Parasitism: likehood of confusion between the magazines “Public” and “PoUblic”


In July 2019, the media company CMI Publishing (hereinafter “CMI Publishing“) which publishes the magazine “Public” found that the competing media company FT Magazine (hereinafter “FT Magazine“) had published a weekly magazine called “PoUblic“.

CMI Publishing, reckoning that there was a clear risk of confusion between the magazines “Public” and “PoUblic“, the latter having the same essential characteristics as the first, summoned FT Magazine before the interim relief judge of the Paris Commercial Court in order to put an end to the manifestly unlawful disturbance caused by the unfair and parasitic acts committed against CMI Publishing, in connection with the publication and marketing of “PoUblic“.

The interim relief judge granted CMI Publishing’s application and prohibited FT Magazine from distributing, marketing and promoting “PoUblic“.

FT Magazine decided to appeal the decision.

The Paris Court of Appeal first noted that the companies involved in the litigation were two press companies specializing in tabloid news in the same competitive sector.

Then, with regard to the assessment of the likehood of confusion between the two magazines, it considered that it appeared from the elements produced during the debates that the magazine “PoUblic” presented, on its cover, a set of similarities likely to generate a manifest risk of confusion with the publication “Public” (identical format, title in the same font, location of the title of the magazine in a pink rectangle of the same size located at the top left of the cover page, etc.). The only significant difference between the two journals was the presence of a lowercase letter “o” in the title “PoUblic“, which the Court considered insufficient to prevent the confusion.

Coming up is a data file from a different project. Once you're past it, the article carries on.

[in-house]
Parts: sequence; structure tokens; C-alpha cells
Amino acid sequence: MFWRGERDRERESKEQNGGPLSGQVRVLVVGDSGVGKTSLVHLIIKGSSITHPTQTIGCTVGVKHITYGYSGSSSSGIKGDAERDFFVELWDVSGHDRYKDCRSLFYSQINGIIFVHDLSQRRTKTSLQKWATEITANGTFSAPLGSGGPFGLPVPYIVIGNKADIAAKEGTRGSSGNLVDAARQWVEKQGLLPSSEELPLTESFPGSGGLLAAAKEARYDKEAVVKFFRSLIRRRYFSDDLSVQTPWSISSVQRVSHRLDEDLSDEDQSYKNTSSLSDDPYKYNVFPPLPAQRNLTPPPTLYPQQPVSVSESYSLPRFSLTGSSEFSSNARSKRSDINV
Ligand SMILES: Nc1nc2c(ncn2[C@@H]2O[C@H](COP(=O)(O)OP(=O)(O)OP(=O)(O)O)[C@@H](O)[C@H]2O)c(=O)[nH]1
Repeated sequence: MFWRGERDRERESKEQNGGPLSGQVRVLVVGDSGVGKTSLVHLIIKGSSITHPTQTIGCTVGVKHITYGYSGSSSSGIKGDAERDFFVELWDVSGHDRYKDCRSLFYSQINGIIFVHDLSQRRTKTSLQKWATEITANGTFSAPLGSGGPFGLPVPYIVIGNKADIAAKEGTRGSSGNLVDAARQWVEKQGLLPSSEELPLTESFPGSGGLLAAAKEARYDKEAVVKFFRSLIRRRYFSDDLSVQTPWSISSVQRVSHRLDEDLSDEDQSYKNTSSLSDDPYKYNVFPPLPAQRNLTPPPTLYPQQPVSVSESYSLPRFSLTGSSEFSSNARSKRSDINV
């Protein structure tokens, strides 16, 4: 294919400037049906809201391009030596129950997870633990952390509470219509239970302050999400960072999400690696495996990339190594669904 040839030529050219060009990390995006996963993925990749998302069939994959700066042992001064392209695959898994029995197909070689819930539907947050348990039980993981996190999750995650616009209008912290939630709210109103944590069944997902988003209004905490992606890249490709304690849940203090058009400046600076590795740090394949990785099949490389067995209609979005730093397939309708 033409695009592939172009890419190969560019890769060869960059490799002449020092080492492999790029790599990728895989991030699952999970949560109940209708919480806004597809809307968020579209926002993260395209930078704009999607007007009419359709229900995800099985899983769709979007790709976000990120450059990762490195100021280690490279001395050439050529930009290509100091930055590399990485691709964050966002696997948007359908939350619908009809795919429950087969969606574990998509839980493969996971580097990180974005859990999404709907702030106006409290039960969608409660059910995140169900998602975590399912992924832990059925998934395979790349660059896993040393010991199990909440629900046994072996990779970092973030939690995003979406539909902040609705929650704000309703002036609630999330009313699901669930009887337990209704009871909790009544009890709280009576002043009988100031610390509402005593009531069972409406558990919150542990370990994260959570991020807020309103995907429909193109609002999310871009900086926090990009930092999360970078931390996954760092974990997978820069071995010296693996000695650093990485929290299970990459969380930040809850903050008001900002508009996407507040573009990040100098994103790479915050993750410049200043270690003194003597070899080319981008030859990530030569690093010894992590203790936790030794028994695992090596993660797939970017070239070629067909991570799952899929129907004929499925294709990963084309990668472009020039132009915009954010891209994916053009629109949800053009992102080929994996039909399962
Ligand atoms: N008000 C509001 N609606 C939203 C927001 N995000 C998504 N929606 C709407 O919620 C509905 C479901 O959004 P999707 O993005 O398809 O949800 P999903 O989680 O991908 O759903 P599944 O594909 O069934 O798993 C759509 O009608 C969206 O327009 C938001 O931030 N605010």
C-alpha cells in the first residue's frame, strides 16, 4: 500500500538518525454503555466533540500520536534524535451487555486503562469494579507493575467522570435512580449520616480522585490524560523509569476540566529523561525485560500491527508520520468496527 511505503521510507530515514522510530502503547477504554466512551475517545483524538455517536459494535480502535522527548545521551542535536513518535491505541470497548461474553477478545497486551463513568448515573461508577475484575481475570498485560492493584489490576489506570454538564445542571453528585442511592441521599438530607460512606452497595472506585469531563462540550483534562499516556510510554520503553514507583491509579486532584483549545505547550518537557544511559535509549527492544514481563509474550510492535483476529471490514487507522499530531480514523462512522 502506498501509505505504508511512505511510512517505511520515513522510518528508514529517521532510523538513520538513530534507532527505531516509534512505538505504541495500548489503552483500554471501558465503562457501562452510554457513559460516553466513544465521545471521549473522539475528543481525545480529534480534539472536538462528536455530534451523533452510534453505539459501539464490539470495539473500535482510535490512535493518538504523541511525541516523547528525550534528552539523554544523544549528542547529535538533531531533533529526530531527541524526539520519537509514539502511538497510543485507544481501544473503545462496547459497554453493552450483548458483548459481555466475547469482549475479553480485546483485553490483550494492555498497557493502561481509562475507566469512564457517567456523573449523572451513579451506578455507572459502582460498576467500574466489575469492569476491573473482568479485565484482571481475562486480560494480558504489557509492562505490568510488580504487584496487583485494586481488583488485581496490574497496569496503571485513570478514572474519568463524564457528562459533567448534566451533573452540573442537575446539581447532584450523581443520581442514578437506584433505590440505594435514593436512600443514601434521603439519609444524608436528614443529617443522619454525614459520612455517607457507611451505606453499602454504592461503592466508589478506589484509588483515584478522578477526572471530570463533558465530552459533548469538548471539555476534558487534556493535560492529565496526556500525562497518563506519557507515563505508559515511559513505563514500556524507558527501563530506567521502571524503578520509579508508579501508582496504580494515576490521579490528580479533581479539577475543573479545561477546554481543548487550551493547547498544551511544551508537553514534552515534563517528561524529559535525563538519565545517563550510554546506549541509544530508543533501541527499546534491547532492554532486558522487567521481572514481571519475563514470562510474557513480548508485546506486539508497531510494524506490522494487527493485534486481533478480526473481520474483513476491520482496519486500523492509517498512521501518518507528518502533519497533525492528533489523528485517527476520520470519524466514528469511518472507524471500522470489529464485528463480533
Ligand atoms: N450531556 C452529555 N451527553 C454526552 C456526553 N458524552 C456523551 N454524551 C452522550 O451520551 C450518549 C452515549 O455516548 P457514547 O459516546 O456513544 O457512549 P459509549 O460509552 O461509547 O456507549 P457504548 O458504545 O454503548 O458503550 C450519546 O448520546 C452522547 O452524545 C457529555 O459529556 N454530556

Finally, with regard to the parody exception invoked by FT Magazine, the Court recalled that the jurisprudential interpretation of article L. 122-5, 4° of the French Intellectual Property Code implies that for that exemption to be applied, the second work has to have a humorous character and not to present any risk of confusion with the parodied work. However, in the case at stake, since the headlines of “PoUblic” did not reveal an obvious humorous character, the Court inferred that this exception of parody could not be retained.

In any event, the Court of Appeal ruled that FT Magazine benefited from the investments of CMI Publishing and took advantage of its notoriety without justifying its own investments. It therefore considered that acts of unfair competition were characterized, constituting a manifestly unlawful disturbance for which FT Magazine was liable.

UGGC Law Firm and its team specialized in commercial and press law are at your disposal for any question you may have on this subject.

By the IP/IT team of UGGC Law Firm

Source: CA de Paris, Pôle 1, Chambre 3, February 17, 2021, N°RG : 19/16258

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